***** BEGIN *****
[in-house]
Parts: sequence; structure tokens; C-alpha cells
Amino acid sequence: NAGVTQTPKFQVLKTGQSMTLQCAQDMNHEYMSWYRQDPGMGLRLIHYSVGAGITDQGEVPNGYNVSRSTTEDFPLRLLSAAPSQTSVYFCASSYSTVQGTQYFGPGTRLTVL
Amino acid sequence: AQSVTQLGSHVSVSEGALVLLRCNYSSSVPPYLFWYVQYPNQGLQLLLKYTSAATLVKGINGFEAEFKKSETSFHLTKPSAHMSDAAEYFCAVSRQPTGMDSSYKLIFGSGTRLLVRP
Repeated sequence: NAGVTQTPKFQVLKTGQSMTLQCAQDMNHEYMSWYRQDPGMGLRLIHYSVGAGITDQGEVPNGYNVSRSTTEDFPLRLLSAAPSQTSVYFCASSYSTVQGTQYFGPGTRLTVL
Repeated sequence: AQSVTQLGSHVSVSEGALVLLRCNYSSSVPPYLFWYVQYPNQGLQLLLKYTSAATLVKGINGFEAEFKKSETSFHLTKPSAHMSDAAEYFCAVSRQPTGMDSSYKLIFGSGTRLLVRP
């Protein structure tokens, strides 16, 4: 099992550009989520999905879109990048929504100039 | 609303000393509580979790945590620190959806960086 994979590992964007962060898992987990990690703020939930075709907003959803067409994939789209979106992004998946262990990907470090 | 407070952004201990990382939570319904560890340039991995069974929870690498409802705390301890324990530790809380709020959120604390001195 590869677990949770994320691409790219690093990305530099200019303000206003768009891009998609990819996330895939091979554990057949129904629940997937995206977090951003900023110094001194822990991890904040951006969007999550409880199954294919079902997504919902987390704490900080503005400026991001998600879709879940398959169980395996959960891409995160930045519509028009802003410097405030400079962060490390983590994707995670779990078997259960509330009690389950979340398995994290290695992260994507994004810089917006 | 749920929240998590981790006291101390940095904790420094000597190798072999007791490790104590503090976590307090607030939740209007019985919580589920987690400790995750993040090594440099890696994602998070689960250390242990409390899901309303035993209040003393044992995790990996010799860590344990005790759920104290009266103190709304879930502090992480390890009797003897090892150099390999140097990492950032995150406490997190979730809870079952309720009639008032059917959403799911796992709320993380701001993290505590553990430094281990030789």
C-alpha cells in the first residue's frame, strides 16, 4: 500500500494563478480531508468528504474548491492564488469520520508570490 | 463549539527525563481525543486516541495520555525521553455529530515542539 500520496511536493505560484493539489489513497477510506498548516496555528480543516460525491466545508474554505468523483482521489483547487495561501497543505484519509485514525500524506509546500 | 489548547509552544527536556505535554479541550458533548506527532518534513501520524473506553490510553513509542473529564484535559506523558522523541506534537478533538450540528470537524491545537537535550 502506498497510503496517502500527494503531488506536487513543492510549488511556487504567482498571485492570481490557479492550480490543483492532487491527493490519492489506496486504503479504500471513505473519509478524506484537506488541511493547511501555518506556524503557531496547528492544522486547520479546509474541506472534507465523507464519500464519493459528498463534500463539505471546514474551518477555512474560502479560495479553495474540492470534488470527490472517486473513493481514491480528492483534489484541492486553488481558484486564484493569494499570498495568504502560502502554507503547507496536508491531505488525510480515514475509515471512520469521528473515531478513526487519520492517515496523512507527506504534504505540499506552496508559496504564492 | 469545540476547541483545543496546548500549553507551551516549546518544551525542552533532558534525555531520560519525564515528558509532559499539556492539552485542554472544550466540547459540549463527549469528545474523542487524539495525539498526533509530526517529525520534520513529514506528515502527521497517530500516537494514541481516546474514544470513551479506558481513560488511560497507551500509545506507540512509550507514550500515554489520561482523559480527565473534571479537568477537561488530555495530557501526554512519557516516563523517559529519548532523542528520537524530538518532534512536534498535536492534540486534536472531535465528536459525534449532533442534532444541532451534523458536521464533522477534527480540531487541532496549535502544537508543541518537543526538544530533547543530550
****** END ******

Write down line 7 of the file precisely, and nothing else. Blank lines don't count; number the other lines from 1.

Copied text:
């Protein structure tokens, strides 16, 4: 099992550009989520999905879109990048929504100039 | 609303000393509580979790945590620190959806960086 994979590992964007962060898992987990990690703020939930075709907003959803067409994939789209979106992004998946262990990907470090 | 407070952004201990990382939570319904560890340039991995069974929870690498409802705390301890324990530790809380709020959120604390001195 590869677990949770994320691409790219690093990305530099200019303000206003768009891009998609990819996330895939091979554990057949129904629940997937995206977090951003900023110094001194822990991890904040951006969007999550409880199954294919079902997504919902987390704490900080503005400026991001998600879709879940398959169980395996959960891409995160930045519509028009802003410097405030400079962060490390983590994707995670779990078997259960509330009690389950979340398995994290290695992260994507994004810089917006 | 749920929240998590981790006291101390940095904790420094000597190798072999007791490790104590503090976590307090607030939740209007019985919580589920987690400790995750993040090594440099890696994602998070689960250390242990409390899901309303035993209040003393044992995790990996010799860590344990005790759920104290009266103190709304879930502090992480390890009797003897090892150099390999140097990492950032995150406490997190979730809870079952309720009639008032059917959403799911796992709320993380701001993290505590553990430094281990030789």